“Dinah,” said Tommy, running forward to meet her, “mother says you’ll never marry anybody but a Methodist cripple. What a silly you must be!” a comment which Tommy followed up by seizing Dinah with both arms, and dancing along by her side with incommodious fondness.
“Why, Adam, we missed you i’ the singing to-day,” said Mr. Poyser. “How was it?”
“I wanted to see Dinah—she’s going away so soon,” said Adam.
“Ah, lad! Can you persuade her to stop somehow? Find her a good husband somewhere i’ the parish. If you’ll do that, we’ll forgive you for missing church. But, anyway, she isna going before the harvest supper o’ Wednesday, and you must come then. There’s Bartle Massey comin’, an’ happen Craig. You’ll be sure an’ come, now, at seven? The missis wunna have it a bit later.”
“Aye,” said Adam, “I’ll come if I can. But I can’t often say what I’ll do beforehand, for the work often holds me longer than I expect. You’ll stay till the end o’ the week, Dinah?”
“Yes, yes!” said Mr. Poyser. “We’ll have no nay.”
“She’s no call to be in a hurry,” observed Mrs. Poyser. “Scarceness o’ victual ‘ull keep: there’s no need to be hasty wi’ the cooking. An’ scarceness is what there’s the biggest stock of i’ that country.”
Dinah smiled, but gave no promise to stay, and they talked of other things through the rest of the walk, lingering in the sunshine to look at the great flock of geese grazing, at the new corn-ricks, and at the surprising abundance of fruit on the old pear-tree; Nancy and Molly having already hastened home, side by side, each holding, carefully wrapped in her pocket-handkerchief, a prayer-book, in which she could read little beyond the large letters and the Amens.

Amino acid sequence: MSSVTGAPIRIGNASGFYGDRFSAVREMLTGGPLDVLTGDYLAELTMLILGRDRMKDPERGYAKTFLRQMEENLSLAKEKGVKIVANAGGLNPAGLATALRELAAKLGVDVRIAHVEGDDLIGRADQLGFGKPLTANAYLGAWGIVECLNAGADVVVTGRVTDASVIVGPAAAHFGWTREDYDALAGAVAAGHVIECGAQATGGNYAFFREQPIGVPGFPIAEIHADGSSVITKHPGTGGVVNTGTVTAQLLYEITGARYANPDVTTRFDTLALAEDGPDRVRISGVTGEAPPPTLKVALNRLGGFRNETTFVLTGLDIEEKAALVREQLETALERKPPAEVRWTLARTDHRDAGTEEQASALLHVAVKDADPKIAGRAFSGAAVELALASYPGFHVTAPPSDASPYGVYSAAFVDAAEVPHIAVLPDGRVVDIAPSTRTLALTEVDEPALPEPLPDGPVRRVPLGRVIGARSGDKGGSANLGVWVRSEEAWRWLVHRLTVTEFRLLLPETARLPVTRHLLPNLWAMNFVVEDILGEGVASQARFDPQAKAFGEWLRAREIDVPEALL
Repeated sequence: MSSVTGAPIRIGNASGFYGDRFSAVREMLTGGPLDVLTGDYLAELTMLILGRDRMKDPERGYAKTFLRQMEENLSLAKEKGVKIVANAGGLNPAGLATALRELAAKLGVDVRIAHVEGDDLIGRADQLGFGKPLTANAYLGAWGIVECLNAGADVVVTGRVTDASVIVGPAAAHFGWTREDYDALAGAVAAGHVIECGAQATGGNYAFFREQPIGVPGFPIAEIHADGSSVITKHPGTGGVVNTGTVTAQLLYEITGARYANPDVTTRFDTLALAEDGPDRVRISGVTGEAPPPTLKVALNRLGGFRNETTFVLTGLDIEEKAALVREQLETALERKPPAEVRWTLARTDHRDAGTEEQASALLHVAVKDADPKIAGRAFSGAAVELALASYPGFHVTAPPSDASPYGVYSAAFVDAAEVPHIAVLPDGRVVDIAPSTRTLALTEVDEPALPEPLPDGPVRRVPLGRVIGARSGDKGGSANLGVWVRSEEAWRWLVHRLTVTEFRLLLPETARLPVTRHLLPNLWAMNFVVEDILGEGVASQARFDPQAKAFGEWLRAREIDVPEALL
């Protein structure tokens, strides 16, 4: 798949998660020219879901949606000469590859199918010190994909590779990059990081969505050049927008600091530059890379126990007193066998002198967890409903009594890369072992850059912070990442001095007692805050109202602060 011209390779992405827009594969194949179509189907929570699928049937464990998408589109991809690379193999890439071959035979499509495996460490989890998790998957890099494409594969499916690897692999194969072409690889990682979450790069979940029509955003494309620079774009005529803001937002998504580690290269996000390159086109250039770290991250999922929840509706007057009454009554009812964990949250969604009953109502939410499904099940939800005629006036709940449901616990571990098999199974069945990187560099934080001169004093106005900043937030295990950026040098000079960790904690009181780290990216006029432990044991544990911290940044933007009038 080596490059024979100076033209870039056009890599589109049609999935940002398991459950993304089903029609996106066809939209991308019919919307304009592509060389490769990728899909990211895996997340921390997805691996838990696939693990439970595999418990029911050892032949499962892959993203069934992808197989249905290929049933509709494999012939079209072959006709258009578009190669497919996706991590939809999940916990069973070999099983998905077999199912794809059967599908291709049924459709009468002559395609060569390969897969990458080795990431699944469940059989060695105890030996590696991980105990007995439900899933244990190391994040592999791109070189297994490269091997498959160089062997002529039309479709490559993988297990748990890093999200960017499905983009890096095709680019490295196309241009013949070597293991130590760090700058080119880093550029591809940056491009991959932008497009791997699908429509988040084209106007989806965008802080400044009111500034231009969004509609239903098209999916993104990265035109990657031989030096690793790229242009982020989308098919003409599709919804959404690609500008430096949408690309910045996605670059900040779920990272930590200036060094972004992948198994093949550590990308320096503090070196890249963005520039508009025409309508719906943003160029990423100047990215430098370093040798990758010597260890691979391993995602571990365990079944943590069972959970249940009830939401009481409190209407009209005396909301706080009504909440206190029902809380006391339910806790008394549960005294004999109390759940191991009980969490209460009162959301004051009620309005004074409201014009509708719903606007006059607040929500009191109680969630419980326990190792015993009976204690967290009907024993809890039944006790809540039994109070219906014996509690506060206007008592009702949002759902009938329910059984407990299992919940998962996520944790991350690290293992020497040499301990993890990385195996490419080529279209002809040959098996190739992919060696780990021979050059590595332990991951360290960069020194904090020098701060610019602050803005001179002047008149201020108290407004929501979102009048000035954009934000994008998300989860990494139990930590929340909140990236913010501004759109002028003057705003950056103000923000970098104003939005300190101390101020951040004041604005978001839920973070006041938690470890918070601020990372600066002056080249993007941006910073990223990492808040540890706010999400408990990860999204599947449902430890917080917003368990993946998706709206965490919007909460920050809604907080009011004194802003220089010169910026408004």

Surely all other leisure is hurry compared with a sunny walk through the fields from “afternoon church”—as such walks used to be in those old leisurely times, when the boat, gliding sleepily along the canal, was the newest locomotive wonder; when Sunday books had most of them old brown-leather covers, and opened with remarkable precision always in one place. Leisure is gone—gone where the spinning-wheels are gone, and the pack-horses, and the slow waggons, and the pedlars, who brought bargains to the door on sunny afternoons. Ingenious philosophers tell you, perhaps, that the great work of the steam-engine is to create leisure for mankind. Do not believe them: it only creates a vacuum for eager thought to rush in. Even idleness is eager now—eager for amusement; prone to excursion-trains, art museums, periodical literature, and exciting novels; prone even to scientific theorizing and cursory peeps through microscopes. Old Leisure was quite a different personage. He only read one newspaper, innocent of leaders, and was free from that periodicity of sensations which we call post-time. He was a contemplative, rather stout gentleman, of excellent digestion; of quiet perceptions, undiseased